High Food Prices - © bbq4dummies.com

Food Price Increases Force Canadians To Buy Less

The latest survey of food price increase consequences shows one in four Canadians have less to spend on food. I find that incredible, based on my time on the planet. I guess I’ve lived through the best of times (the booming 1950s) and the worst…

Buying Less Food - © 2022 VOX

Its overall finding boils down to this: 23.6 percent of Canadians have cut back on the amount of food they’re buying. Why? They simply can’t afford everything they used to take home from the supermarket and other accustomed food sources.

Essential benchmarks

In short, the new survey specifically reveals:

  • 8.2 per cent said they’ve had to change their diets to save money on food
  • 7.1 per cent said they’ve skipped meals because of the cost of groceries
  • Nearly three quarters of consumers were changing their food buying habits in order to make ends meet
  • 33.7 per cent said they had used more loyalty program points to pay for groceries in the last year
  • 32.1 per cent said they were reading flyers more often
  • 23.9 per cent said they were using more coupons at the grocery store.
  • 19.1 per cent said they visited more discount stores (such as No Frills or FreshCo), and
  • 11.5 per cent reported visiting dollar stores more frequently to buy food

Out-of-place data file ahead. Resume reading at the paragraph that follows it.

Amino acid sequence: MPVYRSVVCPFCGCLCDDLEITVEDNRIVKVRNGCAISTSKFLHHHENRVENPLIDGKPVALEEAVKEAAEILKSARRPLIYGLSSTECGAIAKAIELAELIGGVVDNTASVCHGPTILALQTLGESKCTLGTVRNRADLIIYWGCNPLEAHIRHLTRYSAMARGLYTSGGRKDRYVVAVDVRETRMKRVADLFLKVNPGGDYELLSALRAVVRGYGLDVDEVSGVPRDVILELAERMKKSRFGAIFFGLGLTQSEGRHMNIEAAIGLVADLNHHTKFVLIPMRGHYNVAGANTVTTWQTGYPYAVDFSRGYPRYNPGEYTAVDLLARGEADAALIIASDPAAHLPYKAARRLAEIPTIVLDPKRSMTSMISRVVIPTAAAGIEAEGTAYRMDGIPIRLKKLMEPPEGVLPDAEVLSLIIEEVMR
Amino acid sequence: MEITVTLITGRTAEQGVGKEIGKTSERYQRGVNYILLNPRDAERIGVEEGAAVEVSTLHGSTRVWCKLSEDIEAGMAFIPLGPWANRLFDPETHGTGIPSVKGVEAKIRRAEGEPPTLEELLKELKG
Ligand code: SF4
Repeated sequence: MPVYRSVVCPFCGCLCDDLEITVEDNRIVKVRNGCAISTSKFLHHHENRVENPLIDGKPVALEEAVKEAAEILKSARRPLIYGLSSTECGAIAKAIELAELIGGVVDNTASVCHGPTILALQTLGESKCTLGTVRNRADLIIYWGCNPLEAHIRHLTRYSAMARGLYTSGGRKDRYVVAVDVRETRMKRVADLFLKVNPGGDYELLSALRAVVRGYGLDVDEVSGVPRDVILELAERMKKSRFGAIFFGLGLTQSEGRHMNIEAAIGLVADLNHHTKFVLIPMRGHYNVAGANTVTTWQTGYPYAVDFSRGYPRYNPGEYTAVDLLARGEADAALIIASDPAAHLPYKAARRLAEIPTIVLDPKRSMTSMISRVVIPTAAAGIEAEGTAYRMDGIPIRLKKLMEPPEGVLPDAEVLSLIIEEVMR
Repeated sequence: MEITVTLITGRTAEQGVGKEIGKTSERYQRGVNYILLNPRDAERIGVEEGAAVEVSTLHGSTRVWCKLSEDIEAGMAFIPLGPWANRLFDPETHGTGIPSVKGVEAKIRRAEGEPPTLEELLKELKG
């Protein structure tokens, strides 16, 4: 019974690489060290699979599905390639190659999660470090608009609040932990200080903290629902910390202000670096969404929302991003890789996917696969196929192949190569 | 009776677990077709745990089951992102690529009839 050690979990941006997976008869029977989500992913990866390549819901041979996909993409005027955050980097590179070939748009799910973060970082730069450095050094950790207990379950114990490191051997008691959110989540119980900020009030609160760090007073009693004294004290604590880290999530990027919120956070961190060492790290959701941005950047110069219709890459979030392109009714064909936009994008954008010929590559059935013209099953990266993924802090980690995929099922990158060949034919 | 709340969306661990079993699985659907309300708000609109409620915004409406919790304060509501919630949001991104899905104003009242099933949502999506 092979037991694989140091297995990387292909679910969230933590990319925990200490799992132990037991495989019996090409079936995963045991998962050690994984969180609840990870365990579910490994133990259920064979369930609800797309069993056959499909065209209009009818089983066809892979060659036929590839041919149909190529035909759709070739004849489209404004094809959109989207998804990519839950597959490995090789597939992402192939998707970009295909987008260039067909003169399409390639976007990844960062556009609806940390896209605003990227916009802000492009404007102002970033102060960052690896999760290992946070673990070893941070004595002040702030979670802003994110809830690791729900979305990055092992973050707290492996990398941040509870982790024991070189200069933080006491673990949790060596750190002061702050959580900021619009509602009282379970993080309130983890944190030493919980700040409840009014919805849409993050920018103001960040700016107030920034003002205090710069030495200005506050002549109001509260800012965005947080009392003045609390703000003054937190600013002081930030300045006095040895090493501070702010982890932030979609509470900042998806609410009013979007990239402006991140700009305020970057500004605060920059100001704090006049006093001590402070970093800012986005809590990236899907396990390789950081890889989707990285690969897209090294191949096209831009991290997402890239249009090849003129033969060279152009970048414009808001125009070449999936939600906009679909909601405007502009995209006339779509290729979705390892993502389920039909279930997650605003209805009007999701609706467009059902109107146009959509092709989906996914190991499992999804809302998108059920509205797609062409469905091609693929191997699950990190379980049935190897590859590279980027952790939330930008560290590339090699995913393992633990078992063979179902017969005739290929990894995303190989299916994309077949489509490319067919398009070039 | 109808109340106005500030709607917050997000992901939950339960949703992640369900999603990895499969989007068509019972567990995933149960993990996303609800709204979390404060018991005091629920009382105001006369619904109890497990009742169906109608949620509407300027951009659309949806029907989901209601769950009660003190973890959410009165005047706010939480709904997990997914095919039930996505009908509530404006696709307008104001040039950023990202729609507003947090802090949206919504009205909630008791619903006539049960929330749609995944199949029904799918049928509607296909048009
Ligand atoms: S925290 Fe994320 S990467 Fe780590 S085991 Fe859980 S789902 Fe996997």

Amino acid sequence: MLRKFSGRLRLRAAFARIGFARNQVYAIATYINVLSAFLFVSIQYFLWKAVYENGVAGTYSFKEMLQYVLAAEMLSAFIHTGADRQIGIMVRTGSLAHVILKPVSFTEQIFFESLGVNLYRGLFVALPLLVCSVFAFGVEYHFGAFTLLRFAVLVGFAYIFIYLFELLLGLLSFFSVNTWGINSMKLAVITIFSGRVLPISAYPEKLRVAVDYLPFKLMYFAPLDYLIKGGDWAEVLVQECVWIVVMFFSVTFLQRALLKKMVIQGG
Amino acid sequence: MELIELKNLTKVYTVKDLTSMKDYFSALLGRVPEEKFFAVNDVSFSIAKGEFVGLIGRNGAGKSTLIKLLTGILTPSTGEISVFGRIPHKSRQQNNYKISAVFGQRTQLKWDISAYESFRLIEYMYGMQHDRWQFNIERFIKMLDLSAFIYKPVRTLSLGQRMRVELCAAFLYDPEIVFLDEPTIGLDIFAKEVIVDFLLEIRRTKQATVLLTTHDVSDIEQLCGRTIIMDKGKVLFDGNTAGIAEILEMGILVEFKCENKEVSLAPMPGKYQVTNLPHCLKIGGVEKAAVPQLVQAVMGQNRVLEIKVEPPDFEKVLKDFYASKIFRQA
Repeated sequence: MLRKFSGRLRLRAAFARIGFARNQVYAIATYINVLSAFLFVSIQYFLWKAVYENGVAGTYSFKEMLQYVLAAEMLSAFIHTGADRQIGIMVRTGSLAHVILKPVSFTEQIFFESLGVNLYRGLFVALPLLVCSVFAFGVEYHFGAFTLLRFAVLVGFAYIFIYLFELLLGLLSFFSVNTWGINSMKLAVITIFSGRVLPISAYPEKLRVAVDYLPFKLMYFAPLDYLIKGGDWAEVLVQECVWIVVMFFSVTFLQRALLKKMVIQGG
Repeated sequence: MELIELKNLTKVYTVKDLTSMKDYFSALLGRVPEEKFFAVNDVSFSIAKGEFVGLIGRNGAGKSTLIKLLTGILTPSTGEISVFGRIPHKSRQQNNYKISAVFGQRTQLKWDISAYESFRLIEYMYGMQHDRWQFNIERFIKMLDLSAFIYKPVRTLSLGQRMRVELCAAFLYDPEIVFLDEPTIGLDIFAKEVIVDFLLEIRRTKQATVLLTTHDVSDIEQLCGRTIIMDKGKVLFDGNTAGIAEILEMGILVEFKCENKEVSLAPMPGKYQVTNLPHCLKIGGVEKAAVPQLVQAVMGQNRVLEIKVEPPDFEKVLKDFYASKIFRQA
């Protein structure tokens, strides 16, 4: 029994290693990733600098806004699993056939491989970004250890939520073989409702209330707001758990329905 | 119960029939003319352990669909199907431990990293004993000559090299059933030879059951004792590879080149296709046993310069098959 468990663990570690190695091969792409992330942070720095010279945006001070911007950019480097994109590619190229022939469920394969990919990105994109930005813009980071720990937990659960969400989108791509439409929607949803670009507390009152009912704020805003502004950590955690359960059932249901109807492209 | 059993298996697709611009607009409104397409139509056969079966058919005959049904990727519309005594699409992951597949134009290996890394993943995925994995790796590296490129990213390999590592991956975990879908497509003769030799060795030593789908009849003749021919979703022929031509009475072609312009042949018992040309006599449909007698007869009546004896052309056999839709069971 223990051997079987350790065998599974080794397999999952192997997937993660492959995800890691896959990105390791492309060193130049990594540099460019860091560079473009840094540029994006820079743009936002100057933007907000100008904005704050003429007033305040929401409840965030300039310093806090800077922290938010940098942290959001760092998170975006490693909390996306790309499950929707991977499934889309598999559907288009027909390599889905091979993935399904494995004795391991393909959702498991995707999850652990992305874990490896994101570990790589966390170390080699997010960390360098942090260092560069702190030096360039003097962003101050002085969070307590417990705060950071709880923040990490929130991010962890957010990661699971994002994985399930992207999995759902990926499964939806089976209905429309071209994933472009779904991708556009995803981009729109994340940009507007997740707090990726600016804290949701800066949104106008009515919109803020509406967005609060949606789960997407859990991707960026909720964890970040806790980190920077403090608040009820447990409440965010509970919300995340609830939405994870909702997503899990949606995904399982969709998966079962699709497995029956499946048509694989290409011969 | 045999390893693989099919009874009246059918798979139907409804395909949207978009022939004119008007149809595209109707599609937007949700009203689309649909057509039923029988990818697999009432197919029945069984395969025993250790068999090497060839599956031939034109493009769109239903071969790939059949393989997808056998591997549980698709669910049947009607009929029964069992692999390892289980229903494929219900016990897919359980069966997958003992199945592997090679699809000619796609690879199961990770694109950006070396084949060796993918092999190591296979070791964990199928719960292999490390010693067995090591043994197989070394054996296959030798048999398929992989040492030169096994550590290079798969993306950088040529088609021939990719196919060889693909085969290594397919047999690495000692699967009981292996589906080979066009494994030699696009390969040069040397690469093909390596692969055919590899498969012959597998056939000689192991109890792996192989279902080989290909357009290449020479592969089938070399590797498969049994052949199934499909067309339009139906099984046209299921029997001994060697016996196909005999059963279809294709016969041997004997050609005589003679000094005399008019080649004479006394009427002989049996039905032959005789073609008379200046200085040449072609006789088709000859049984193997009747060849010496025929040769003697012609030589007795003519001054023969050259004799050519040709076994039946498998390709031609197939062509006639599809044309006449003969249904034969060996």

In what food retail sector watchers consider a major shift:

  • 8.0 per cent of Canadians said they had changed their primary grocery store in the past year
  • 12.9 per cent said they’ve started to visit more than one store, and
  • 18.0 per cent said they’re buying food in bulk more often.

Complicating factors

And things look even darker in the context of other recent economic news:

  • Statistics Canada earlier this week reported the year-over-year inflation rate was down at 7.0 per cent for the month of August.
  • However, grocery prices have risen 10.8 per cent over the past year – the fastest pace in over 40 years, and
  • The Canadian dollar has fallen to its lowest value, compared to other world currencies, in the last 12 months. And that negatively impacts our ability to buy foreign food imports as our harvest wanes and our off-season comes on apace.

Aside from buying less food…

  • 15.5 per cent have also started to grow more of their own food
  • 21.0 per cent are buying more private-label brands such as No Name and Compliments.
  • 40.6 per cent of Canadians said they’re trying to waste less food now compared to 12 months ago, and
  • 19.7 per cent are buying more discounted food that’s about to expire. (‘Enjoy me tonight!’, the discount labels scream…)

My take

It’s extremely important to realize that the numbers quoted above are for all Canadians, not just for those in the lower- and fixed-income categories. We’re all feeling a real pinch, and overall economic picture is conspiring to make sure the food price situation doesn’t get shockingly better anytime soon.

Not to mention some almost overlooked consequences…

“There is this sense of desperation out there,” Sylvain Charlebois, director of the Agri-Food Analytics Lab, told CTV News Channel. “Twenty-four percent of Canadians are actually literally buying less food due to higher prices. And of that number, almost 70 per cent are women. So it is highly likely that children are impacted by what’s going on with food inflation.”


If Canada is so heavily impacted by rising food prices, inflation and inflation, it’s extremely likely that the rest of North America and Europe are similarly whacked. With winter coming on…

~ Maggie J.